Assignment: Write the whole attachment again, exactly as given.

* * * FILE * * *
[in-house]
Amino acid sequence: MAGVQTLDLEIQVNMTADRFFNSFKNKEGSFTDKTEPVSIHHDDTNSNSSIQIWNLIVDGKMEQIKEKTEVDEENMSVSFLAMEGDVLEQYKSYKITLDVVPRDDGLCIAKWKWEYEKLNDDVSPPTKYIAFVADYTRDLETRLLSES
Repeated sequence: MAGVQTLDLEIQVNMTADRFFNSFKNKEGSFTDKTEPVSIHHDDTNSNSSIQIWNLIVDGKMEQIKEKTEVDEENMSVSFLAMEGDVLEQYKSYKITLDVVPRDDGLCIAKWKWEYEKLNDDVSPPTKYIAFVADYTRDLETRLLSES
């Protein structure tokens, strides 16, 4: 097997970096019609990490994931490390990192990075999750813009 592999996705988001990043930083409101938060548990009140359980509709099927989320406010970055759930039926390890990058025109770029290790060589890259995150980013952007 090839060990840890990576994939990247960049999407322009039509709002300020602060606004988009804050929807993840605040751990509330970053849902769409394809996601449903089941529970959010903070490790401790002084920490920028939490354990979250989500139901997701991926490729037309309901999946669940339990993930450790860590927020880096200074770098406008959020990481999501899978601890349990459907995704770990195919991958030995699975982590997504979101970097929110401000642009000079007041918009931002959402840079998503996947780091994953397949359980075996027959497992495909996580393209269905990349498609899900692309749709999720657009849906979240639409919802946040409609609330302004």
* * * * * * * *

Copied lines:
[in-house]
Amino acid sequence: MAGVQTLDLEIQVNMTADRFFNSFKNKEGSFTDKTEPVSIHHDDTNSNSSIQIWNLIVDGKMEQIKEKTEVDEENMSVSFLAMEGDVLEQYKSYKITLDVVPRDDGLCIAKWKWEYEKLNDDVSPPTKYIAFVADYTRDLETRLLSES
Repeated sequence: MAGVQTLDLEIQVNMTADRFFNSFKNKEGSFTDKTEPVSIHHDDTNSNSSIQIWNLIVDGKMEQIKEKTEVDEENMSVSFLAMEGDVLEQYKSYKITLDVVPRDDGLCIAKWKWEYEKLNDDVSPPTKYIAFVADYTRDLETRLLSES
């Protein structure tokens, strides 16, 4: 097997970096019609990490994931490390990192990075999750813009 592999996705988001990043930083409101938060548990009140359980509709099927989320406010970055759930039926390890990058025109770029290790060589890259995150980013952007 090839060990840890990576994939990247960049999407322009039509709002300020602060606004988009804050929807993840605040751990509330970053849902769409394809996601449903089941529970959010903070490790401790002084920490920028939490354990979250989500139901997701991926490729037309309901999946669940339990993930450790860590927020880096200074770098406008959020990481999501899978601890349990459907995704770990195919991958030995699975982590997504979101970097929110401000642009000079007041918009931002959402840079998503996947780091994953397949359980075996027959497992495909996580393209269905990349498609899900692309749709999720657009849906979240639409919802946040409609609330302004």